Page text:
English   español  
Please use this identifier to cite or link to this item: http://hdl.handle.net/10261/104005
Share/Impact:
Statistics
logo share SHARE logo core CORE   Add this article to your Mendeley library MendeleyBASE

Visualizar otros formatos: MARC | Dublin Core | RDF | ORE | MODS | METS | DIDL
Exportar a otros formatos:

Title

Cerebral oedema is not responsible for motor or cognitive deficits in rats with hepatic encephalopathy

AuthorsCauli, Omar; Rodrigues, Tiago B.; López-Larrubia, Pilar ; Cerdán, Sebastián ; Felipo, Vicente
KeywordsMemory
Motor function
Learning
Inflammation
Cytotoxic oedema
Minimal hepatic encephalopathy
Issue Date2014
PublisherJohn Wiley & Sons
CitationLiver International 34(3): 379-387 (2014)
Abstract[Background & Aims]: Low-grade cytotoxic oedema is considered a main contributor to the neurological (motor and cognitive) alterations in patients with hepatic encephalopathy (HE). This assumption is mainly based on studies with cultured astrocytes treated with very large ammonia concentrations or with animal models of acute liver failure with strong HE. However, the possible contribution of cerebral oedema (vasogenic or cytotoxic) to cognitive or motor alterations in chronic mild HE has not been demonstrated. The aim of this work was to assess whether cerebral oedema contributes to cognitive and/or motor alterations in rats with chronic mild HE. [Methods]: Motor activity and coordination and different types of learning and memory were assessed in rats with porta-caval shunts (PCS). Brain oedema was assessed by gravimetry in cerebellum and cortex and apparent diffusion coefficient (ADC) by magnetic resonance in 16 areas. [Results]: Four weeks after surgery, PCS rats show reduced motor activity and coordination, impaired ability to learn a conditional discrimination task in the Y maze and reduced spatial memory in the Morris water maze. PCS rats did not show increased brain water content at 4 or 10 weeks or changes in ADC at 4 weeks. At 10 weeks, increased ADC in some areas is compatible with vasogenic but not cytotoxic oedema. [Conclusion]: Cerebral oedema is not involved in motor and cognitive alterations in rats (and likely in humans) with mild HE. Proper understanding of the mechanisms responsible for the neurological alterations in HE is necessary to design efficient treatments. © 2013 John Wiley & Sons A/S.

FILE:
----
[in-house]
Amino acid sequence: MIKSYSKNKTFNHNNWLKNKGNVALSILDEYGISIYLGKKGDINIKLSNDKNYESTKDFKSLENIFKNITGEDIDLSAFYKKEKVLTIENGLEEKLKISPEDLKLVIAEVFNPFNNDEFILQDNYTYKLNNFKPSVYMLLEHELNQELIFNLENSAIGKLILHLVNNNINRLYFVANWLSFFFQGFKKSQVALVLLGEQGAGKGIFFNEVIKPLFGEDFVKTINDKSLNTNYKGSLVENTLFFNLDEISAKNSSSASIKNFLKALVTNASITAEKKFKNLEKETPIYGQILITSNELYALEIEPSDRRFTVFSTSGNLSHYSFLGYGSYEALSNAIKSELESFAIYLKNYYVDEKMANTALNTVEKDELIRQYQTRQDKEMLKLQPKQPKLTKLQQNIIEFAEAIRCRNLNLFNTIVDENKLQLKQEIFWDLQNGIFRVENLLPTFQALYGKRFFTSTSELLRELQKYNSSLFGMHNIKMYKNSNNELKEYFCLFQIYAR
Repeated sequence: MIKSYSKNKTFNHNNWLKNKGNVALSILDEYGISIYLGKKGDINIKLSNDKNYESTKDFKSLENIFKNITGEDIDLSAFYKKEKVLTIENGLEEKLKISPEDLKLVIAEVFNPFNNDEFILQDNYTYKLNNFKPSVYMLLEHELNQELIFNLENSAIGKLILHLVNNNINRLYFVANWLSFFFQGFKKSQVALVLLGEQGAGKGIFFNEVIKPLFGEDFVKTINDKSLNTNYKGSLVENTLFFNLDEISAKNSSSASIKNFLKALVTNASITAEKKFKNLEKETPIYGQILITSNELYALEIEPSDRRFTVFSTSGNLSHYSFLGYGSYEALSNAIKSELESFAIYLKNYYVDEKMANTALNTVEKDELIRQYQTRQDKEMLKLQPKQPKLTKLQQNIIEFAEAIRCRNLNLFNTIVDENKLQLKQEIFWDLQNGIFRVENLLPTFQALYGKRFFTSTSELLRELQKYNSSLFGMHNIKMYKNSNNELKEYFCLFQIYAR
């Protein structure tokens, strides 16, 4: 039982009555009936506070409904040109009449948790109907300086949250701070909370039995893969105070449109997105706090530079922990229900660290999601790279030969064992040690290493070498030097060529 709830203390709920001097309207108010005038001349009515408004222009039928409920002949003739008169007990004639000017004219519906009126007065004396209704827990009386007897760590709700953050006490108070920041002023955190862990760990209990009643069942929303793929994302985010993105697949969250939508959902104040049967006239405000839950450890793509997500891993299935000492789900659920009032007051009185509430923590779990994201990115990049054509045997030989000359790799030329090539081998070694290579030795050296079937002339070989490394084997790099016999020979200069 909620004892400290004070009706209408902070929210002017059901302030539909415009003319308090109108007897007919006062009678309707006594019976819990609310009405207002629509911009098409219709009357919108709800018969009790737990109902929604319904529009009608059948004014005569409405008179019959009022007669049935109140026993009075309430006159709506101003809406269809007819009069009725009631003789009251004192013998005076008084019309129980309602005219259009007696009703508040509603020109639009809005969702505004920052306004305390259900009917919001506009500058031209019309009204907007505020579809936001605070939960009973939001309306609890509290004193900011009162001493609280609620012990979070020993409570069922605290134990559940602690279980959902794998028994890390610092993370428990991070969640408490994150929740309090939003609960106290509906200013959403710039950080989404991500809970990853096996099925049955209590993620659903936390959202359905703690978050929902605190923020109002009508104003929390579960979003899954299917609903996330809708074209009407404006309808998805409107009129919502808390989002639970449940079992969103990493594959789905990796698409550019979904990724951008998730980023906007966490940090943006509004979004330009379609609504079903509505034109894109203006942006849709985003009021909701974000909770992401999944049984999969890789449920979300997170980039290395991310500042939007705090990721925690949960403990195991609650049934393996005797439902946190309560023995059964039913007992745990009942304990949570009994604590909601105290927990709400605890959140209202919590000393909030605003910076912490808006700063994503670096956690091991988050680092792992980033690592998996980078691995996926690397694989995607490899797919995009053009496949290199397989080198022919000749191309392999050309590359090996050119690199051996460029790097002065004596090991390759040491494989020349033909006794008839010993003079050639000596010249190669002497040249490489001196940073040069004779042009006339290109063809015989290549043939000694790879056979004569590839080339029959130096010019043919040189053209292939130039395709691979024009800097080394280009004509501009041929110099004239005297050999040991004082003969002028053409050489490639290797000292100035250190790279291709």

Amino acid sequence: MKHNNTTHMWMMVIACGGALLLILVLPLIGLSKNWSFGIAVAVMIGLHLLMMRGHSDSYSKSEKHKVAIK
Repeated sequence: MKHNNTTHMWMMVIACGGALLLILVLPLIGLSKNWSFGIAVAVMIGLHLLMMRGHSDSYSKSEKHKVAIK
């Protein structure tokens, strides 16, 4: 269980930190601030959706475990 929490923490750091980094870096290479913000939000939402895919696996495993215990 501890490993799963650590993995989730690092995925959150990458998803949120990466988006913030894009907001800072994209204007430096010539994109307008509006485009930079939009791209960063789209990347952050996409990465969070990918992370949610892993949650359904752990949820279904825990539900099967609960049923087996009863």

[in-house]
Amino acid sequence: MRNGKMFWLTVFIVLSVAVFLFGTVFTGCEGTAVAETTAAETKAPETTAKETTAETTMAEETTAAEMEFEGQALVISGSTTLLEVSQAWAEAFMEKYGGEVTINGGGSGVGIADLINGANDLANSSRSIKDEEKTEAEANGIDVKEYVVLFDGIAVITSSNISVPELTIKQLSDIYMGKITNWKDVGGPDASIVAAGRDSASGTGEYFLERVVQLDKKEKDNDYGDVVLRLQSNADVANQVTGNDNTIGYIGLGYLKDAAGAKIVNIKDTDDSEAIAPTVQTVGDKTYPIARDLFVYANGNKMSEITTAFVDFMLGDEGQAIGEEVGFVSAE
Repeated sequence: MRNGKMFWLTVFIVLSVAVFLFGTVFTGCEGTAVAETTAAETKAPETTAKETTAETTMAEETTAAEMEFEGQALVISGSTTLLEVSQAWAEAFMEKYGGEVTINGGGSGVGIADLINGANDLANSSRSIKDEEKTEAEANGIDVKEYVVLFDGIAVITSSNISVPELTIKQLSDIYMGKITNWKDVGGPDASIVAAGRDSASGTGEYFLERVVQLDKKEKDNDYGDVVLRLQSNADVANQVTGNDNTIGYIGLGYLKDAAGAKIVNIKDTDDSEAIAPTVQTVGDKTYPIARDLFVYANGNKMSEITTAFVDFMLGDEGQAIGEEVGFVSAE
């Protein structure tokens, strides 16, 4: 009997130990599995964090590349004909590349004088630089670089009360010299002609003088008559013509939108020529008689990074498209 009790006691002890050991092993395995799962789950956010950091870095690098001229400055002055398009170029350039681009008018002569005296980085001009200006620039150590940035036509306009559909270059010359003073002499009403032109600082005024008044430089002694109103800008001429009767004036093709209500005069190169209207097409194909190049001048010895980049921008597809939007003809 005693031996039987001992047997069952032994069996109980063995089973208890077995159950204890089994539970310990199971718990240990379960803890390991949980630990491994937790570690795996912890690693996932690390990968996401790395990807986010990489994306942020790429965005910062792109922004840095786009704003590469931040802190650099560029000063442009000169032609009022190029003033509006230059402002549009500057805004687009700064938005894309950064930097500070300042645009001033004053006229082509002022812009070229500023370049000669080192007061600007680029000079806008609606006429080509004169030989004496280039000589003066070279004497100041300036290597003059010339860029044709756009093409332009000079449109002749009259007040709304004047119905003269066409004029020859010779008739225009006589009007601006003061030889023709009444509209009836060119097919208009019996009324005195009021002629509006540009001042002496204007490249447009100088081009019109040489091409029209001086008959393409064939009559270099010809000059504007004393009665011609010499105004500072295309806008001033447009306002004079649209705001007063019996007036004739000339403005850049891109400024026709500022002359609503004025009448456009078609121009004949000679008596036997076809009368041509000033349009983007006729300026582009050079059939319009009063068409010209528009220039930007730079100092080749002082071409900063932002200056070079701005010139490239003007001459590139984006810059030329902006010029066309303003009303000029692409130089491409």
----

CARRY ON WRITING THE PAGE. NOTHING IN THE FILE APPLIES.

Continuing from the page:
Descriptionet al.
URIhttp://hdl.handle.net/10261/104005
DOI10.1111/liv.12258
Identifiersdoi: 10.1111/liv.12258
issn: 1478-3223
e-issn: 1478-3231
Appears in Collections:(IIBM) Artículos
Files in This Item:
File Description SizeFormat 
accesoRestringido.pdf15,38 kBAdobe PDFThumbnail
View/Open
Show full item record
Review this work
 

Related articles:


WARNING: Items in Digital.CSIC are protected by copyright, with all rights reserved, unless otherwise indicated.